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Hi there,
I've been doing some research on this forum but haven't really found what I wanted.
I'm rescaping my tank (ADA 90p) and this time I'm going for a big slope on the right with a big piece of driftwood that's gonna be partly poking out of the water. I would like to put plants on that part of the wood.
I have read many different things when it comes to plants that would be able to be grow emersed on that setup. It's not clear if their roots have to be in the water or not, if having no substrate is gonna be a problem as they would be attached to the wood... and if any plants would work or if should only do pond or terrestrial plants. I don't know what would work or not. Last time I tried a piece of anubia mini emersed just over the water, it died.
What advice can you give me? What plants can I safely use? Show me pictures of your tanks!
Thank you
Elsa.
 

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Hi there,
I've been doing some research on this forum but haven't really found what I wanted.
I'm rescaping my tank (ADA 90p) and this time I'm going for a big slope on the right with a big piece of driftwood that's gonna be partly poking out of the water. I would like to put plants on that part of the wood.
I have read many different things when it comes to plants that would be able to be grow emersed on that setup. It's not clear if their roots have to be in the water or not, if having no substrate is gonna be a problem as they would be attached to the wood... and if any plants would work or if should only do pond or terrestrial plants. I don't know what would work or not. Last time I tried a piece of anubia mini emersed just over the water, it died.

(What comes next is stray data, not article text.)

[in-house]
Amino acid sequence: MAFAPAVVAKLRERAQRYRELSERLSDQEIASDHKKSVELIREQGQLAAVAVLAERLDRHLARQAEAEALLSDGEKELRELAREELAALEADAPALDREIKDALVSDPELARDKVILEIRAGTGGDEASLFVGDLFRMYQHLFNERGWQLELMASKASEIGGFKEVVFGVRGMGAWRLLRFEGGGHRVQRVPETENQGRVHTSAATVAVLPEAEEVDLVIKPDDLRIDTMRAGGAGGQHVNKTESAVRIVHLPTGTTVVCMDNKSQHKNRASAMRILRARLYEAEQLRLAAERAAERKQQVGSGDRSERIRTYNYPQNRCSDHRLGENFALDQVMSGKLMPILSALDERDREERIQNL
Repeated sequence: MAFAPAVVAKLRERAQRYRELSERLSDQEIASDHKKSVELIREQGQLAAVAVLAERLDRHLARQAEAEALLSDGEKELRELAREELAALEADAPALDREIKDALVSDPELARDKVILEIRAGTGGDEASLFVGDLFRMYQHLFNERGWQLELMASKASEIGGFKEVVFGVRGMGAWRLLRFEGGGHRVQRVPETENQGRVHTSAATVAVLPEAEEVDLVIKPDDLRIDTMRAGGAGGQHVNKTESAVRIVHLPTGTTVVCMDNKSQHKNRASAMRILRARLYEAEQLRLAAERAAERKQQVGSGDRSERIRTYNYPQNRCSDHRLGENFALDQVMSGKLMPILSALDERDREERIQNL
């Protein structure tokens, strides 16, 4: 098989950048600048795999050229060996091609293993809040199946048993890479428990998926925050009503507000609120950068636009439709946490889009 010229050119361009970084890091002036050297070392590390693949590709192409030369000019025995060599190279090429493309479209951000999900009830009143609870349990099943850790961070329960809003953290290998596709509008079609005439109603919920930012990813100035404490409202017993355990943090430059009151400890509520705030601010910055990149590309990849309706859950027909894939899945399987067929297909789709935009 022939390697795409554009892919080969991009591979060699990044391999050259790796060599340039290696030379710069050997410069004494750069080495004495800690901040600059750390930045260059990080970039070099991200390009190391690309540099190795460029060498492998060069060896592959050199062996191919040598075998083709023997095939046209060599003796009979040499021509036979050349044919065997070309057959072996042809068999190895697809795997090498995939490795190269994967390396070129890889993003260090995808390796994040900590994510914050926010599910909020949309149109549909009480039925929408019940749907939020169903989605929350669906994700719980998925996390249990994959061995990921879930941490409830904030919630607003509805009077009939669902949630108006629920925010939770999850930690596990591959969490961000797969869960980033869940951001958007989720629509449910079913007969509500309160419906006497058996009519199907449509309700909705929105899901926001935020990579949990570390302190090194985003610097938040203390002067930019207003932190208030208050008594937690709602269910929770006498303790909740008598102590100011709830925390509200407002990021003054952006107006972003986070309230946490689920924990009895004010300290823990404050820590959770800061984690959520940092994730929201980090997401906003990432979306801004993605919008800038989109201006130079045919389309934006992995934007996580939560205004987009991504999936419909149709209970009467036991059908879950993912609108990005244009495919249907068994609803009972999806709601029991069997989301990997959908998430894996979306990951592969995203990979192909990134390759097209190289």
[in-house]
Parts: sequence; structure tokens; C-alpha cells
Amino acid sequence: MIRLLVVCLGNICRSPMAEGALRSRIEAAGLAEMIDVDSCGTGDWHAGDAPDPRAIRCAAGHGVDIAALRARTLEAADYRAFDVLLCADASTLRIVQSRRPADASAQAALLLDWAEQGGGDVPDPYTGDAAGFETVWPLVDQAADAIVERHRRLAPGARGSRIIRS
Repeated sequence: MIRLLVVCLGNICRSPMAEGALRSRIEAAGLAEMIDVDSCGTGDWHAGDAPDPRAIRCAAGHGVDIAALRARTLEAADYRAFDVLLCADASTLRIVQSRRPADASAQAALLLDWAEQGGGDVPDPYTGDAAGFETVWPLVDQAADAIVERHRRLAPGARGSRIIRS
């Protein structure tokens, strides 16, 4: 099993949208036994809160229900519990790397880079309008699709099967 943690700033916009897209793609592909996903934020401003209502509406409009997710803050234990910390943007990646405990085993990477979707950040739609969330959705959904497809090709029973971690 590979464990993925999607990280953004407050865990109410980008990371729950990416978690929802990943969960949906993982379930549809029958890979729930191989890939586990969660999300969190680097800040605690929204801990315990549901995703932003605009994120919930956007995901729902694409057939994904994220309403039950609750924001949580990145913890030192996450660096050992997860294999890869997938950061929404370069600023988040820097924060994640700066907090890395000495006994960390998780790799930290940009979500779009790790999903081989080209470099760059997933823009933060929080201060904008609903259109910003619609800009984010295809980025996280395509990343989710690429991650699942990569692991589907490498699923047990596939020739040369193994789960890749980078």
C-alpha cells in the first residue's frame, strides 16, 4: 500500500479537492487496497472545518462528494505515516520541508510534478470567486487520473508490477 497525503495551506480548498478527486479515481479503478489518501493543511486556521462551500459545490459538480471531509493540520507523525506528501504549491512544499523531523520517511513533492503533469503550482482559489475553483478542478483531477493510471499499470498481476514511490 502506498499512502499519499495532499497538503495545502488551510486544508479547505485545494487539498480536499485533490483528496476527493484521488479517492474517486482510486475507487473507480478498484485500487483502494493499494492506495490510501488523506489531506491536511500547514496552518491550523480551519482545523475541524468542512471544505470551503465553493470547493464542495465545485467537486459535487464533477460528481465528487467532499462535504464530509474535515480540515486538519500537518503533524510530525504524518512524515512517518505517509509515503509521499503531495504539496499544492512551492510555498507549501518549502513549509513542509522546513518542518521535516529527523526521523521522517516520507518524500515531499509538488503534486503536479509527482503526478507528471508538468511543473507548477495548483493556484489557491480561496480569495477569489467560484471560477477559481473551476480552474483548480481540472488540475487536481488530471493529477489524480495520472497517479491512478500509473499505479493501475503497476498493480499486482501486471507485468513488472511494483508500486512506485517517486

What advice can you give me? What plants can I safely use? Show me pictures of your tanks!
Thank you
Elsa.
Well out of my field but could start w/ bromes I believe.

Water isn't a real issue as long as there is enough oxygen (think hydroponics)
Plant roots generally don't drowned but can run out of oxygen/gas exchange
The nutrients and "attachments" are important.
Also mosses grow well on wet wood..

Maintaining sufficient humidity might be an issue. Adding like sphagnum moss or coconut fiber to the "stump" might help.
You would expand the possibilities..

Then there is mangroves but believe one needs pretty good lighting
 

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Tough to say without seeing your setup. Mosses that are touching the water help wick water upwards, and then you can plant aquatic plants in the moss. That only works if the plants are gonna be about an inch above the water line, otherwise a very small pump with airline tubing could keep the moss moist. Some very vigorous growers in that kind of setup are hydrocotyle tripartita and micranthemum Monte carlo.

Bromeliads and air plants are probably the best if you want something above the water line, and don't want to have to mist constantly. Rabbit ferns (davallia genus) can also be grown epiphytically.

Any number of common houseplants can be grown with roots in the water, such as peace lilies, pothos, and philodendrons. Most pond plants I've found do not like to be bare-root in water.

Finally, many ferns do very well with their rhizomes just shoved in to cracks in wood near the water line. They can even have their rhizome submerged. Boston fern and maidenhair ferns both come to mind.



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